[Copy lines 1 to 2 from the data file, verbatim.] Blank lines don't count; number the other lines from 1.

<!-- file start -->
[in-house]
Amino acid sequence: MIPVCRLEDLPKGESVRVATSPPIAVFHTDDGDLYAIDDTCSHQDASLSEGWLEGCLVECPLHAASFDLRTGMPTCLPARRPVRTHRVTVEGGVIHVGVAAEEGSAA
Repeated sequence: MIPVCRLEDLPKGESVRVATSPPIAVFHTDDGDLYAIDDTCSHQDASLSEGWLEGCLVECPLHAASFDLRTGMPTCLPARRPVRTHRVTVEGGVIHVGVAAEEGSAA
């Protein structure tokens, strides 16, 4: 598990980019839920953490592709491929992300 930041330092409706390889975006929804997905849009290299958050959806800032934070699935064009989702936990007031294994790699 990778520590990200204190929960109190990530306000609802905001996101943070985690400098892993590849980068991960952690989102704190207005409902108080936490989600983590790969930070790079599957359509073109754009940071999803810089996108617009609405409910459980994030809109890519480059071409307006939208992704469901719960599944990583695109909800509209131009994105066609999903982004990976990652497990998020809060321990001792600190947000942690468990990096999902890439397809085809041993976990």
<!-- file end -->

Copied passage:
[in-house]
Amino acid sequence: MIPVCRLEDLPKGESVRVATSPPIAVFHTDDGDLYAIDDTCSHQDASLSEGWLEGCLVECPLHAASFDLRTGMPTCLPARRPVRTHRVTVEGGVIHVGVAAEEGSAA